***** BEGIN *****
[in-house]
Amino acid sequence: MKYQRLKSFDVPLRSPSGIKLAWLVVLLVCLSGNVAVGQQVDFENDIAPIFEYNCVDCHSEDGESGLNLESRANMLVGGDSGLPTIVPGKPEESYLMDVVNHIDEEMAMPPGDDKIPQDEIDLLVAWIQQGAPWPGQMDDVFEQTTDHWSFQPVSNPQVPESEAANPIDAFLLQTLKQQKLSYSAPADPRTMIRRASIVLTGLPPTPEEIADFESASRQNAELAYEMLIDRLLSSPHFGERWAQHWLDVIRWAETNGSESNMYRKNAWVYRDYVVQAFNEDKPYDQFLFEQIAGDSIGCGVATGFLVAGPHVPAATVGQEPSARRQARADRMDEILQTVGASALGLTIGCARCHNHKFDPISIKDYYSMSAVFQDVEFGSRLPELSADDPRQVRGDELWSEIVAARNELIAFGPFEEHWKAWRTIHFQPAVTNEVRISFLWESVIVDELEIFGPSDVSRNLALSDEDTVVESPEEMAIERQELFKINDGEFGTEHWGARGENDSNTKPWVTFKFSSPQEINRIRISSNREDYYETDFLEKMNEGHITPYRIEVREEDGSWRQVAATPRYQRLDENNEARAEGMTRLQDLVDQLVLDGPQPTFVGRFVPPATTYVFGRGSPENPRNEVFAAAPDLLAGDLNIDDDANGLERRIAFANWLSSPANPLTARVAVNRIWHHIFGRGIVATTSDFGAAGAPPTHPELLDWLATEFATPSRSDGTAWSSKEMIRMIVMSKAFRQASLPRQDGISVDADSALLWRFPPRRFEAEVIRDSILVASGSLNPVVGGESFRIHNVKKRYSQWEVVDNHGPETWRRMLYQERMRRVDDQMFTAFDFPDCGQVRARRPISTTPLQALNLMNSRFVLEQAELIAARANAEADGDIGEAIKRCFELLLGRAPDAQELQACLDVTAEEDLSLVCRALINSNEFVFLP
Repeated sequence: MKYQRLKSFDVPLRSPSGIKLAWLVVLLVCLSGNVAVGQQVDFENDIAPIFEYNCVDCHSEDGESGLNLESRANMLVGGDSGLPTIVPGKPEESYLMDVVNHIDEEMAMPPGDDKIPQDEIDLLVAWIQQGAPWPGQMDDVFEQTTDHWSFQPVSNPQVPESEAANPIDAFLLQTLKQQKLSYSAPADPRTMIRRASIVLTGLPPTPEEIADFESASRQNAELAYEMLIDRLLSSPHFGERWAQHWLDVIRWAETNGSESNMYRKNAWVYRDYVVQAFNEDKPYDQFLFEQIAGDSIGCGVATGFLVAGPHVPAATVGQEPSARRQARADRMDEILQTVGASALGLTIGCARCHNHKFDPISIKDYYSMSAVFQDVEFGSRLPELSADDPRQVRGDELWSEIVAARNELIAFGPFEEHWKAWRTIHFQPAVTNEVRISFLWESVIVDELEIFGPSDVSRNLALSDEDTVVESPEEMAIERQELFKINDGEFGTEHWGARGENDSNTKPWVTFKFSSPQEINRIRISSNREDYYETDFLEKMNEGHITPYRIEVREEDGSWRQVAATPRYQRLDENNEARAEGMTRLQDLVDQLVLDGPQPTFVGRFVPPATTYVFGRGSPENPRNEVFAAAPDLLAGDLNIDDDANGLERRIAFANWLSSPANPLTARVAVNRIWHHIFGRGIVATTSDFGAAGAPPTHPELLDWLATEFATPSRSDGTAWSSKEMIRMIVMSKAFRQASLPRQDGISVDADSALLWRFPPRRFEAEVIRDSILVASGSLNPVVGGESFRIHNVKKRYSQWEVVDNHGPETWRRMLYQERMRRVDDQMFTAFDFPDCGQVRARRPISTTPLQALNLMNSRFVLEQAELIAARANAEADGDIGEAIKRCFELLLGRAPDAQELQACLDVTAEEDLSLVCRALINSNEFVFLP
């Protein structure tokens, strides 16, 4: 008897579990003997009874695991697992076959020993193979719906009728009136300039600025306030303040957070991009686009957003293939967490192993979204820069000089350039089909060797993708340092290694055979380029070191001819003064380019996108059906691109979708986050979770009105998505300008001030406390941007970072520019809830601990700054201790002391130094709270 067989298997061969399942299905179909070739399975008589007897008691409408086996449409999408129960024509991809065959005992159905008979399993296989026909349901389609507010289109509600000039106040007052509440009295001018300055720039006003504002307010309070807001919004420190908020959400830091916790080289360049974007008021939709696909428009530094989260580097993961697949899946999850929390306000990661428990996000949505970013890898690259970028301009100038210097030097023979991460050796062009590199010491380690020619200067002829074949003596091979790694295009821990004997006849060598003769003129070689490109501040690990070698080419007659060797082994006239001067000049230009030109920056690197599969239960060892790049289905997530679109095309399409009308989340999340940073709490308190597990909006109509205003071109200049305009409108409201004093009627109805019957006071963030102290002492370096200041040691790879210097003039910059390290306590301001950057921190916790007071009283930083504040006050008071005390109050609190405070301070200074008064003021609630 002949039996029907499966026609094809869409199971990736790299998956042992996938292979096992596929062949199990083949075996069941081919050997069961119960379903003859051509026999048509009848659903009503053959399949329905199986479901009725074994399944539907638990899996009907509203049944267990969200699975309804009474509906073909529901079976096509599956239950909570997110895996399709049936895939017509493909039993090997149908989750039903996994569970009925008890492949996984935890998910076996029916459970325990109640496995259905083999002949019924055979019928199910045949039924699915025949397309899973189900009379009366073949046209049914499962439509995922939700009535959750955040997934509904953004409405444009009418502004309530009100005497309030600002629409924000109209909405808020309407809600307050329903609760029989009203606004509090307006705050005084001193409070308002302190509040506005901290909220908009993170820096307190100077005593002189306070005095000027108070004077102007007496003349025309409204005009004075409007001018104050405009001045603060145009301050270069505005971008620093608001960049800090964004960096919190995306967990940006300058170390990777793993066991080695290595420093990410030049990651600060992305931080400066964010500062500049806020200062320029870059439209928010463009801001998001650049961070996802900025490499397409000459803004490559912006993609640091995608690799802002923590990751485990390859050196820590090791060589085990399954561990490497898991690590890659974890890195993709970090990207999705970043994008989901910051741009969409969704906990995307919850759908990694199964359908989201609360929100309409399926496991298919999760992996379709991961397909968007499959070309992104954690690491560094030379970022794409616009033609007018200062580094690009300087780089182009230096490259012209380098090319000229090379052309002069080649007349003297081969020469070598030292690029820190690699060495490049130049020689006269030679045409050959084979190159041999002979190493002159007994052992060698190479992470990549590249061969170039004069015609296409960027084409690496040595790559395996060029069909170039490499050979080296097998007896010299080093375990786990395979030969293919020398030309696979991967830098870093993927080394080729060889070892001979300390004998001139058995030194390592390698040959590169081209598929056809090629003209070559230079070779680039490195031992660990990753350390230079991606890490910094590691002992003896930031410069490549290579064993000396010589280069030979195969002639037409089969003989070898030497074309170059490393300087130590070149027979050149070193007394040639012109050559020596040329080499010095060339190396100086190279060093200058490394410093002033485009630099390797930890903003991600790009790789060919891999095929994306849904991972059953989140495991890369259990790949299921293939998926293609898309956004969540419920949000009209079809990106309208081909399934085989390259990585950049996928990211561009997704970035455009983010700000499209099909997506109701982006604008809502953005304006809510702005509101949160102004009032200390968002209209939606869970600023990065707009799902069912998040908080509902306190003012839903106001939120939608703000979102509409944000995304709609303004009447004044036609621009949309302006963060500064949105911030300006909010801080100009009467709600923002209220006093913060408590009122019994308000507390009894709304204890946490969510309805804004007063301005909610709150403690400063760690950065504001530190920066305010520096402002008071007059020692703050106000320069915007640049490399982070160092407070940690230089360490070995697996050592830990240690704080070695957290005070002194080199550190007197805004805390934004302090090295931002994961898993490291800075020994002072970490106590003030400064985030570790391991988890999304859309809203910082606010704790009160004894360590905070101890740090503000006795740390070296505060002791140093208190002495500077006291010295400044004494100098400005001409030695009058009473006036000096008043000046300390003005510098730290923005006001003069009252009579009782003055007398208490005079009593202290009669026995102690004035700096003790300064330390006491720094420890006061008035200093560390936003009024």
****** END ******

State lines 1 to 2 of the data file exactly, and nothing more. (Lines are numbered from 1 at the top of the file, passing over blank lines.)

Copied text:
[in-house]
Amino acid sequence: MKYQRLKSFDVPLRSPSGIKLAWLVVLLVCLSGNVAVGQQVDFENDIAPIFEYNCVDCHSEDGESGLNLESRANMLVGGDSGLPTIVPGKPEESYLMDVVNHIDEEMAMPPGDDKIPQDEIDLLVAWIQQGAPWPGQMDDVFEQTTDHWSFQPVSNPQVPESEAANPIDAFLLQTLKQQKLSYSAPADPRTMIRRASIVLTGLPPTPEEIADFESASRQNAELAYEMLIDRLLSSPHFGERWAQHWLDVIRWAETNGSESNMYRKNAWVYRDYVVQAFNEDKPYDQFLFEQIAGDSIGCGVATGFLVAGPHVPAATVGQEPSARRQARADRMDEILQTVGASALGLTIGCARCHNHKFDPISIKDYYSMSAVFQDVEFGSRLPELSADDPRQVRGDELWSEIVAARNELIAFGPFEEHWKAWRTIHFQPAVTNEVRISFLWESVIVDELEIFGPSDVSRNLALSDEDTVVESPEEMAIERQELFKINDGEFGTEHWGARGENDSNTKPWVTFKFSSPQEINRIRISSNREDYYETDFLEKMNEGHITPYRIEVREEDGSWRQVAATPRYQRLDENNEARAEGMTRLQDLVDQLVLDGPQPTFVGRFVPPATTYVFGRGSPENPRNEVFAAAPDLLAGDLNIDDDANGLERRIAFANWLSSPANPLTARVAVNRIWHHIFGRGIVATTSDFGAAGAPPTHPELLDWLATEFATPSRSDGTAWSSKEMIRMIVMSKAFRQASLPRQDGISVDADSALLWRFPPRRFEAEVIRDSILVASGSLNPVVGGESFRIHNVKKRYSQWEVVDNHGPETWRRMLYQERMRRVDDQMFTAFDFPDCGQVRARRPISTTPLQALNLMNSRFVLEQAELIAARANAEADGDIGEAIKRCFELLLGRAPDAQELQACLDVTAEEDLSLVCRALINSNEFVFLP